America is growing older. Tens of thousands of Americans turn 65 every day, a rate which will continue as more baby boomers enter retirement.
In the next 40 or so years, the number of Americans over 65 is projected to more than double. When that happens, we will inevitably see many more instances of elder abuse, including financial exploitation. As a Memphis nursing home lawyer, I know just how heartbreaking these cases are.
America’s Hidden Crime
Though it often remains in the shadows, elder abuse is already a rampant problem in our country. According to the National Center of Elder Abuse (NCEA),1 in 10 older adults around the world is abused or neglected each month; however, only 1 in 14 cases are reported.
Financial abuse in particular is a significant and worsening problem. Industry experts estimate that seniors lose at least hundreds of millions of dollars each year. As one expert recently said, “It’s been called a hidden crime, in part because so many of the victims don’t want to prosecute.”
There are many reasons these cases go unreported, from shame to a fear of losing independence. I recently wrote about these issues in more detail, but today I want to address the root cause of financial exploitation.
Why Seniors are at Risk of Fraud
Fraud happens to all ages, but elders — particularly Americans between 60 and 79 — are common victims. According to the Federal Trade Commission, consumers in their 60s file twice as many fraud reports as younger Americans.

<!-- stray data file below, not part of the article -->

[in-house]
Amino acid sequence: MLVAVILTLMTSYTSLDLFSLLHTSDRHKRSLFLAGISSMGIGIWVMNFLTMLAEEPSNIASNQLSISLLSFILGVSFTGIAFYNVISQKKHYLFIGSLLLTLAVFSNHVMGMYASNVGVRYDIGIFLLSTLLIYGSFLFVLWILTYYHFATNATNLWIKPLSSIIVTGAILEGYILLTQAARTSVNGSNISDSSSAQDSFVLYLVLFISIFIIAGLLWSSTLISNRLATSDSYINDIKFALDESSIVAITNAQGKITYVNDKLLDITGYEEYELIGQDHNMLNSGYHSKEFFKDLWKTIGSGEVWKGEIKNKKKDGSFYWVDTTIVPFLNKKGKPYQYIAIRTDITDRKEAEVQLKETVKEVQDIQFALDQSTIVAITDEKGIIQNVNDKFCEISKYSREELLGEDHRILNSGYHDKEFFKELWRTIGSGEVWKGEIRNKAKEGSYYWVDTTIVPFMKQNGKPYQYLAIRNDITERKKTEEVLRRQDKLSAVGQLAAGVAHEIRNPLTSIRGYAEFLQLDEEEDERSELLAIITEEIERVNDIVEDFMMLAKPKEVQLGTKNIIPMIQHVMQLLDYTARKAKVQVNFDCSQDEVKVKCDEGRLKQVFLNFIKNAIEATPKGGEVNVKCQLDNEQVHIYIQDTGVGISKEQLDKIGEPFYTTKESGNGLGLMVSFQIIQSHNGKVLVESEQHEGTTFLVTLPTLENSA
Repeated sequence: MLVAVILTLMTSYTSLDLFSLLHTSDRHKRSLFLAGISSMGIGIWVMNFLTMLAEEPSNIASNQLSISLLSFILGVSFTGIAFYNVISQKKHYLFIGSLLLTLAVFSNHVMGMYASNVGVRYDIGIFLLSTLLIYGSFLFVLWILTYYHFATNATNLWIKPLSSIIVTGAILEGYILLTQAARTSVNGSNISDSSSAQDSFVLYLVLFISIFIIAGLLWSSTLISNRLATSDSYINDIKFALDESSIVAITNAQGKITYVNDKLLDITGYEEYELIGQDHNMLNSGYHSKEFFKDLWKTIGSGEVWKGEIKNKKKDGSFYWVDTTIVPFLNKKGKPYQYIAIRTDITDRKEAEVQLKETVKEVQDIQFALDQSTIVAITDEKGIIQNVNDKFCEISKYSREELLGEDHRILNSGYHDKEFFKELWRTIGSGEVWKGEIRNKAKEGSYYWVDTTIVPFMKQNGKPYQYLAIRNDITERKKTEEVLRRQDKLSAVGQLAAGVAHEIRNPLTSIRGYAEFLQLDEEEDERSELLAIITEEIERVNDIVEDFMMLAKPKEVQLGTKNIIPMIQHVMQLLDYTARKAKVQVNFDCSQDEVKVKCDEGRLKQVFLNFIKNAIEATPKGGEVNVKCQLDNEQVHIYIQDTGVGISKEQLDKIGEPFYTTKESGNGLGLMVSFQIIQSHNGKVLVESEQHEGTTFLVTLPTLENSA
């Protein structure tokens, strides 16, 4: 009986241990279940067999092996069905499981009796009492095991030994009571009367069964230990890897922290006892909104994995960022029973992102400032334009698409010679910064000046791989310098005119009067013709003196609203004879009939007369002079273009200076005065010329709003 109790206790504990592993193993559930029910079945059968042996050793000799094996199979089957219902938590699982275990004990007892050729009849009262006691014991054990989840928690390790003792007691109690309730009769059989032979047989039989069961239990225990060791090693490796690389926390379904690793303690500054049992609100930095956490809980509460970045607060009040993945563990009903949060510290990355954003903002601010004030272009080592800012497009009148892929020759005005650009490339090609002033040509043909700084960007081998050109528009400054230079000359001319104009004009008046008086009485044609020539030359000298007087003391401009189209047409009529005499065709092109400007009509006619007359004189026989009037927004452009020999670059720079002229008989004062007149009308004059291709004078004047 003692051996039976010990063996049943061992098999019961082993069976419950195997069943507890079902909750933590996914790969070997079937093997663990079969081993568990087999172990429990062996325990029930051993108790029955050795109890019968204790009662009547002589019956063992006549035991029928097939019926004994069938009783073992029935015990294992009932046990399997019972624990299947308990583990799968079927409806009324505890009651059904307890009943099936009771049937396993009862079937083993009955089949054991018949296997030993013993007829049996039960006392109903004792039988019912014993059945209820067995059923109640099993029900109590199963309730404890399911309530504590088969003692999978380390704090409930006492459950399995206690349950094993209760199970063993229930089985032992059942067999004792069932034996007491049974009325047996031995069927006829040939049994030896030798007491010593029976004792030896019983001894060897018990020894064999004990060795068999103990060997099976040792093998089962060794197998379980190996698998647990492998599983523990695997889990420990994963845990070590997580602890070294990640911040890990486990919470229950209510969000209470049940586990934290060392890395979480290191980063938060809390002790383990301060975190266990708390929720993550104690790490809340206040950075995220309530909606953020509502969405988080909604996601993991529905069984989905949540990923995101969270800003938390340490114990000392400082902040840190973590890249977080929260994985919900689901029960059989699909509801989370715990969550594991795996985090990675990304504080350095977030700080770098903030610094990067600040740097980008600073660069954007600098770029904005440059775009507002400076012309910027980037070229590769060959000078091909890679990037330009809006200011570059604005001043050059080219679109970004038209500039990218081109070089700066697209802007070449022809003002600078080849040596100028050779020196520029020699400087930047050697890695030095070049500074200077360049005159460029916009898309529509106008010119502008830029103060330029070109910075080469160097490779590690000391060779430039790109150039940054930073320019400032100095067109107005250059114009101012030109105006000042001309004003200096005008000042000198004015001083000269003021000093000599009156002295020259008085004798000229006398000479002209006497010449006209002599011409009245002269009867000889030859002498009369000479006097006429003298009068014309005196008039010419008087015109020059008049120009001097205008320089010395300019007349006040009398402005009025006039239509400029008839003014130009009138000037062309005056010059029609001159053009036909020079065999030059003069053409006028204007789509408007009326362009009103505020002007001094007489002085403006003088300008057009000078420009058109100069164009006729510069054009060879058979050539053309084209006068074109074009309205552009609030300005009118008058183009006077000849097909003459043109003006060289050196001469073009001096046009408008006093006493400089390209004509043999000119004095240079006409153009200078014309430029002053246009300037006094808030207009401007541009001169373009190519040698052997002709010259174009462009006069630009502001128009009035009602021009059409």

There are many imposter scams, in which people pose as representatives of the Social Security Administration or the IRS, either over the phone or online. Their tactics have grown more sophisticated over the years. Even seniors with full cognitive functioning can fall for the scams, but those suffering from dementia and other cognitive disorders are of course even more vulnerable. Another common scam: “the grandchild scheme,” in which an imposter poses as a relative in need of money.
Why doesn’t an elder’s family protect them from these schemes? In some cases, the abuser is a family member or caretaker — people whom you’d expect the senior to turn to for protection.
Knowing the signs, and increasing public awareness of this crisis, is the first step to ending it. But when exploitation happens, our lawyers are here to fight for justice.
Get help from a Memphis nursing home lawyer today.
When fraud happens, elders rarely recover their assets in full. No courtroom verdict can compensate for such a loss, but we must hold abusers accountable. Our lawyers have decades of experience, we are committed to helping victims pursue justice.
If you suspect a loved one is the victim of elder abuse, call us at (901) 327-1212 or contact us online to speak with a Memphis nursing home lawyer. We’ll be with you every step of the way.